The Heart of a New Yorker, the mind of a Tourist.

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animal collective “applesauce”

Posted on January 31, 2013

As you can tell, I’ve become a gif fanatic. This is a warning to prepare yourself for more visual porn in future posts and obviously I’m not talking about nudity–get your mind out of the gutter.  Today’s visual extravaganza comes from the men of Animal Collective and their under appreciated 2012 album Centipede Hz. The Gasper Noé directed video takes us through a journey of watching a girl consume some sort of fruit while she gets attacked by an array of colors. In other words it is visual food porn.

It’s best to play the video in the dark because it enhances the experience, but if you don’t happen to possess the power to turn day into night you can still enjoy it during the sunlight hours.



crystal castles “sad eyes”

Posted on January 27, 2013


I would have never thought of myself as a Goth kid growing up. In fact, I was—and still am— the totally opposite. As a kid, I was forced to wear polka-dotted bowties and to tuck my shirt into my pants and on top of that wear a belt to ensure that even through the deadliest of tornados my shirt would stay securely inside of my slacks. Church was a place that I didn’t go to just once a week, but twice.


So my love affair with Crystal Castles would shock my elementary and high school friends, but good music is good music and I’ve never felt the need to discriminate. I had an earlier post about their dark “Plague” music video, which may or may not be truly authentic, but passes creeptastic qualifications for a Crystal Castle video. Their latest visual for “Sad Eyes” mixes their live performance with some eerie street masquerade ball.

*WARNING* Beware of you Pupils Exploding *WARNING*

aa: american airlines

Posted on January 26, 2013

“It’s the only airlines in the last 40 years that has not changed their identity. All of the airlines come and go and they change it. American Airlines [is] still the same and how can they improve? They’ve got the best already.” They had the best, but yet and still were unsatisfied. After more than 40 years, American Airlines has stepped away from the identity that has become so synonymous with brand. The man who gave the above quote is the designer of the 40-year iconic logo and also the Italian graphic design legend, Massimo Vignelli.


Vignelli’s work has been celebrated across the design community, using key elements of the Swiss design handbook; one can still see his work while riding underground through New York’s transit system, shopping on the streets of your favorite department store and until a week ago one was able to see his work in the heavens. It’s a big deal not only because one is updating one of America’s most known airlines, but also because your updating someone’s work who is seen—not only by himself, but by the world—as one of the best.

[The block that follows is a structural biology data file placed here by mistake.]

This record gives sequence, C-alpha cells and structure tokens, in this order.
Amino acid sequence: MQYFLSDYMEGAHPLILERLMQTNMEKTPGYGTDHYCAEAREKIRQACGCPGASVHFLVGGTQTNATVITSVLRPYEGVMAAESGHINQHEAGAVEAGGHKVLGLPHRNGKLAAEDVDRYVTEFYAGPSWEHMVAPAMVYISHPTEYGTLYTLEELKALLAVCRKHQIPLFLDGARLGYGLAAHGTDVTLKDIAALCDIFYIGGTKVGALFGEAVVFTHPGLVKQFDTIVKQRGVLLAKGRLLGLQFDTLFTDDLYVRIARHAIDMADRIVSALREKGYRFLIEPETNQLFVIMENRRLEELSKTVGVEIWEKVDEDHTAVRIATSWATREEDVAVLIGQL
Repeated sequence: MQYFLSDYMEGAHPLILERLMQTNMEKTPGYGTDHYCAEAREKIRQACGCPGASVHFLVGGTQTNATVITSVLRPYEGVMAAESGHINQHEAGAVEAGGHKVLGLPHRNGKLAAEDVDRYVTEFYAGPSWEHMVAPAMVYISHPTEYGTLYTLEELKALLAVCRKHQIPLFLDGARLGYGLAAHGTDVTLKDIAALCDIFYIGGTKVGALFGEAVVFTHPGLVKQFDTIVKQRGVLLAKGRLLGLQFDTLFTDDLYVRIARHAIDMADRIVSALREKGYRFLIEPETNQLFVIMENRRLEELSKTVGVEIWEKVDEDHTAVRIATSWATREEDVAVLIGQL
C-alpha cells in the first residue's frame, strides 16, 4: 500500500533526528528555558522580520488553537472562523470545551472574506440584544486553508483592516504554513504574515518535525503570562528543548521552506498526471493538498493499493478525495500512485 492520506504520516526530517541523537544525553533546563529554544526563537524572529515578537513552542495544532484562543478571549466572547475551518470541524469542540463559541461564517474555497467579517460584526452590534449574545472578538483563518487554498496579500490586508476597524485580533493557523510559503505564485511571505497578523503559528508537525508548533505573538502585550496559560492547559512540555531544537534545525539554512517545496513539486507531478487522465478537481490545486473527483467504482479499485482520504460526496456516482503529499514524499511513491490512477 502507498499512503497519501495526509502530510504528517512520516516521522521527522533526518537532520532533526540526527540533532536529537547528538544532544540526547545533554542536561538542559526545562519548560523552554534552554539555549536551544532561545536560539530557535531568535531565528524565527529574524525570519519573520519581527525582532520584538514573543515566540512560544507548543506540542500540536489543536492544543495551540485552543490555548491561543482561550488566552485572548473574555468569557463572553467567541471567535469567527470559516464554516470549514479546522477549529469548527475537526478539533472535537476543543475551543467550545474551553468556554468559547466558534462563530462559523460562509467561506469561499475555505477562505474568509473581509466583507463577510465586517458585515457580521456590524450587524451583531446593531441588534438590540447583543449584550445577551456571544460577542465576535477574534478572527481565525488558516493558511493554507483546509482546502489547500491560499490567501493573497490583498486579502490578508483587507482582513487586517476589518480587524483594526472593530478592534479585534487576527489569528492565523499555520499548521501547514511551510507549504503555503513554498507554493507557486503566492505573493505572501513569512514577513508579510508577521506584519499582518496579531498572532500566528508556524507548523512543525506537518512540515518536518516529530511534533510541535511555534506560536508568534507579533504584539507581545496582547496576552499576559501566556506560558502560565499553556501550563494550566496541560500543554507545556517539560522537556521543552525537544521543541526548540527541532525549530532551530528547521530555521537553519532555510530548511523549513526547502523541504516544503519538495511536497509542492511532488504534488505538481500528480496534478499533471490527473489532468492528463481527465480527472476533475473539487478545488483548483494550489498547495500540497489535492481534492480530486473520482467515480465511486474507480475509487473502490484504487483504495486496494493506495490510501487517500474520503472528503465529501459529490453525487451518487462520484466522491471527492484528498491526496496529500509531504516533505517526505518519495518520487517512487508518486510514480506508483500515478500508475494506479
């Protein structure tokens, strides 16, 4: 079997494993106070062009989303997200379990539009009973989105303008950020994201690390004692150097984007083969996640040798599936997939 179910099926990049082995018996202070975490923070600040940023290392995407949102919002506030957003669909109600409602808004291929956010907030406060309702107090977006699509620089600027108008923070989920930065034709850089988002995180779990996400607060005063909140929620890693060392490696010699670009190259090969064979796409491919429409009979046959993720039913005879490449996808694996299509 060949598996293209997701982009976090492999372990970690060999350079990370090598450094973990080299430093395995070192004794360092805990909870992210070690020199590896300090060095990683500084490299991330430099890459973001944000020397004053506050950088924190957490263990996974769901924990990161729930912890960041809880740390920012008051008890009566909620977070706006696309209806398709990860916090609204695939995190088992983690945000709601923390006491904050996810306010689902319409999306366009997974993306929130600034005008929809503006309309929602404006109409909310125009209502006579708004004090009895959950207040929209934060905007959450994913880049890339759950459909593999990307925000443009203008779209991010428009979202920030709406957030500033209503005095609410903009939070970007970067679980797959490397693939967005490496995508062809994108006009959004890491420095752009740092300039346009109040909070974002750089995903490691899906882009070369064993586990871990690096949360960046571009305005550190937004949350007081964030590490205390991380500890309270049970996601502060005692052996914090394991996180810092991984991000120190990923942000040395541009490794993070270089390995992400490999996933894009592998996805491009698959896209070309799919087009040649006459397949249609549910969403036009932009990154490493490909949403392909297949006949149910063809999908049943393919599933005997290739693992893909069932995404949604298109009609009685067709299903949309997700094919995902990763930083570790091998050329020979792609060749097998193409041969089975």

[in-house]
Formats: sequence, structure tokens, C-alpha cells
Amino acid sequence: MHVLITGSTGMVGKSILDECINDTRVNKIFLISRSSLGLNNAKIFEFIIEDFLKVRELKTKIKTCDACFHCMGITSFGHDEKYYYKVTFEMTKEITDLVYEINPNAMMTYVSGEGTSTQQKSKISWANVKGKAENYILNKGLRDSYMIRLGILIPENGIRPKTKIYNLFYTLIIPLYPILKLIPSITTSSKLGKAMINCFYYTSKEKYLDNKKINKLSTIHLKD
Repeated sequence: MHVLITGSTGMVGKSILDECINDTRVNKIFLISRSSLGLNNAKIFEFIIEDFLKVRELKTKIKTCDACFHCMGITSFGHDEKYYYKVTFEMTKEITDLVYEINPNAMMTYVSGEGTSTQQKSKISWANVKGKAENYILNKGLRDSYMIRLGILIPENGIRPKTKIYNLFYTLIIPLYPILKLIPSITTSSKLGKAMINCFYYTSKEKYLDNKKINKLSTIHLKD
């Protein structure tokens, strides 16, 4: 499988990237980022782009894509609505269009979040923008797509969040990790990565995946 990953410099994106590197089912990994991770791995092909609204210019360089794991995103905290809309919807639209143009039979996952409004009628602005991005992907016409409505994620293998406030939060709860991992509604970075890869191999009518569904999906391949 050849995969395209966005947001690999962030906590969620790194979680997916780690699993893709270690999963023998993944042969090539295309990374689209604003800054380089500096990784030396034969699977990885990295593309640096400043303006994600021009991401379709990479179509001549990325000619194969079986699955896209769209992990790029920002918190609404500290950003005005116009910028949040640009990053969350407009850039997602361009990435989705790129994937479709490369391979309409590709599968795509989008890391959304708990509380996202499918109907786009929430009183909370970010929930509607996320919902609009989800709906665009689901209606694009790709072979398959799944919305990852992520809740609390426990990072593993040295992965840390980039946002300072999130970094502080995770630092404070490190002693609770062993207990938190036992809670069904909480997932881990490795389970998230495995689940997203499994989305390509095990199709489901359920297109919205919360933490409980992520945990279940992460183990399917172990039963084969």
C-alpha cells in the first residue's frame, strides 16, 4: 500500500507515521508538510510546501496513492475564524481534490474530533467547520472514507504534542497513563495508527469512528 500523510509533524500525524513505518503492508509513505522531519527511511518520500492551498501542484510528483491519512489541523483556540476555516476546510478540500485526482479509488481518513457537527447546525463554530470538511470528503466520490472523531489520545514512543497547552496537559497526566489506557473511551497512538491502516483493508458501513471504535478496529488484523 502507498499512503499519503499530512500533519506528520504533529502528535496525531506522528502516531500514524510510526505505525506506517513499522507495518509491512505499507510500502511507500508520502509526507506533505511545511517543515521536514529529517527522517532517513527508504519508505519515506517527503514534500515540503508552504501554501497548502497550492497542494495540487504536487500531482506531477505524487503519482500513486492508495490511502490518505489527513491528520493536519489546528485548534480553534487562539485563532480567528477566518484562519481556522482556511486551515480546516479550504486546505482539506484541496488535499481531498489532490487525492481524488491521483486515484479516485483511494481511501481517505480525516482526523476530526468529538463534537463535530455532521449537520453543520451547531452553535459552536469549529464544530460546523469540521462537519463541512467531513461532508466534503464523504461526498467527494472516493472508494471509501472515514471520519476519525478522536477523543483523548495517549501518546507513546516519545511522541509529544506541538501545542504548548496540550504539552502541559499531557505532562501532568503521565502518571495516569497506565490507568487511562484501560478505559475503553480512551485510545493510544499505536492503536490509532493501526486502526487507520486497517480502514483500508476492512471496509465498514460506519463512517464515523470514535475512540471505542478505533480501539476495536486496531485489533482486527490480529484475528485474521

There’s been a lot of talk amongst designers about the new identity and that’s rightly so. The flying eagle with two A’s surrounding it has been as much of an American icon as a slice of apple pie. The folks at Futurebrand, who have worked with brands like Intel, British Airways, Beck’s and UPS, had the task of updating the logo and bringing it to the modern age. So how does one improve on the best?


Futurebrand’s Take


 American Airlines is one of but a handful of brands considered true American icons. Strong and proud, its silverbirds are fixtures in the sky, and its namesake sense of possibility inspires deep loyalty. Today, the company’s also invested in that most American of ideals: progress.

American recognized it was time for a new look to better reflect the progress of its multi-year journey towards modernizing the airline and its customer experience.

The new look—the next step in American’s overarching transformation—is inspired by the company’s heritage and incorporates colors and symbols universally associated with American. A reimagined logo—called the Flight Symbol—evokes the star, “A”, and iconic eagle of American’s past, all brought to life in refreshed shades of red, white and blue. Together, they reflect a more modern, vibrant and welcoming spirit.

The logo also debuts alongside a boldly reimagined livery. With proud stripes and a timeless silver body, the livery expresses American’s origins but also the spirit of modern America: innovative, progressive and open to the world.

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The New Identity

The new identity is good. It isn’t bad. It’s close to being great, but it is really good. Futurebrand was able modernize American Airlines without ruining the brand’s history. The eagle can clearly be seen between the red and blue color of the airplane wing. It’s strong without being obnoxious and flashy. The misstep with the new identity comes with the overuse of gradients. It feels like a design decision that came from American Airlines and not the designers at Futurebrand. I can almost hear them in the conference room asking the designers for a logo that shines. “We want something that’s flashy and sparkles.” I personally believe that the logo would improve if you took out the gradients, but that is just a personal belief. Overall, as far as the identity is concerned I do feel like that their work is equal to that of Vignelli’s previous design work and in terms of the overall look it may surpass that of the great designer.